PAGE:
golden parachute(redirected from Golden parachutes)
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Copyright © 2012, Campbell R. Harvey. All Rights Reserved.
A clause in a high-ranking executive's hiring contract describing a lucrative severance package once the executive leaves the company. The package often includes cash and stock options worth millions of dollars, as well equity in the company. The executive is normally eligible for a golden handshake regardless of the circumstances under which he/she left the company, whether retirement, redundancy brought about from a merger or acquisition, or termination for mismanagement. Controversy surrounding the practice tends to increase in times of increased mergers, as well as in economic downturns.
Farlex Financial Dictionary. © 2012 Farlex, Inc. All Rights Reserved
An employment agreement that provides a firm's key executives with lucrative severance benefits in the event that control of the firm changes hands and that shifts in management subsequently occur. A golden parachute benefits management more than the stockholders. Also called golden umbrella. See also silver parachute.
Case Study After a rocky year that included embarrassing financial disclosures and a plummeting stock price, one-time high-flying Enron Corporation was forced in November 2001 to seek a major cash infusion to shore up its balance sheet. Improper accounting caused the Houston-based energy trading company to disclose that the firm would reduce four years of previously reported income by over half a billion dollars. The company was also forced to write down assets and reduce shareholders' equity. Competitor Dynegy, Inc., came to Enron's aid by proposing an all-equity $8.85 billion takeover. Enron's chairman, Kenneth Lay, was eligible for severance benefits under certain circumstances, including a change in management that resulted in a termination of his employment. Lay had worked at the firm since 1984, when it was a regional pipeline company operating under as Houston Natural Gas Company. The golden parachute was to pay Lay a lump sum of $20.2 million for each year remaining on his contract. The chairman had three years remaining at the time of the Dynegy offer, meaning he was entitled to receive a lump-sum payment of over $60 million. To the surprise of many, Lay announced at a meeting with Enron employees that he would waive his right to the severance pay. As it turned out, the Dynegy offer was shortly withdrawn and a month later Enron was in bankruptcy. Information released following the bankruptcy indicated that Enron executives had personally profited in financial dealings with the firm.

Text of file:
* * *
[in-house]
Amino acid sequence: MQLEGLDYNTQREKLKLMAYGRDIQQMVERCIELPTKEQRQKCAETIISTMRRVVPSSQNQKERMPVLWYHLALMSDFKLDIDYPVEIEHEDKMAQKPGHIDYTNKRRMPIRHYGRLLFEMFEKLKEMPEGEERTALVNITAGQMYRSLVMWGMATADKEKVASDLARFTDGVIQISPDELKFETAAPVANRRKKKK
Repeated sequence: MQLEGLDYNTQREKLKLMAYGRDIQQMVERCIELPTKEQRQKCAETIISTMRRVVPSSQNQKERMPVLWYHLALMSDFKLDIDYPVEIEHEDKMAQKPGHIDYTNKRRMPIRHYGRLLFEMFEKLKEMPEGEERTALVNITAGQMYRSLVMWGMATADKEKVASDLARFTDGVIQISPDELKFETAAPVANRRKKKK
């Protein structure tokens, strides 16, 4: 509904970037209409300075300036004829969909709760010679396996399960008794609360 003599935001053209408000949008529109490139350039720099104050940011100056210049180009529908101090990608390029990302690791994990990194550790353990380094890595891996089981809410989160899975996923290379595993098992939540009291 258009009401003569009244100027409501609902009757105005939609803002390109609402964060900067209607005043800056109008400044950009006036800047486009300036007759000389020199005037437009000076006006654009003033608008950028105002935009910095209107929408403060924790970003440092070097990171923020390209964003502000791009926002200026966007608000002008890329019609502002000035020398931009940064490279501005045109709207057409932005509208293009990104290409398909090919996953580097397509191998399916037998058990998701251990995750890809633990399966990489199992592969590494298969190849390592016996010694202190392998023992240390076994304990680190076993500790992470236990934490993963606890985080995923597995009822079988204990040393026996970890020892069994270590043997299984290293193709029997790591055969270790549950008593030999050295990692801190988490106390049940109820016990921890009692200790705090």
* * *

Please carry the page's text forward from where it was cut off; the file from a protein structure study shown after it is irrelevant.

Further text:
Wall Street Words: An A to Z Guide to Investment Terms for Today's Investor by David L. Scott. Copyright © 2003 by Houghton Mifflin Company. Published by Houghton Mifflin Company. All rights reserved. All rights reserved.
golden parachutesee TAKEOVER BID.
Collins Dictionary of Business, 3rd ed. © 2002, 2005 C Pass, B Lowes, A Pendleton, L Chadwick, D O’Reilly and M Afferson
golden parachutesee TAKEOVER BID.
Collins Dictionary of Economics, 4th ed. © C. Pass, B. Lowes, L. Davies 2005
An agreement entered into by a corporation with its top executives to make payments to the executives in the event of a change in corporate control. Such payments are treated as compensation.
Copyright © 2008 H&R Block. All Rights Reserved. Reproduced with permission from H&R Block Glossary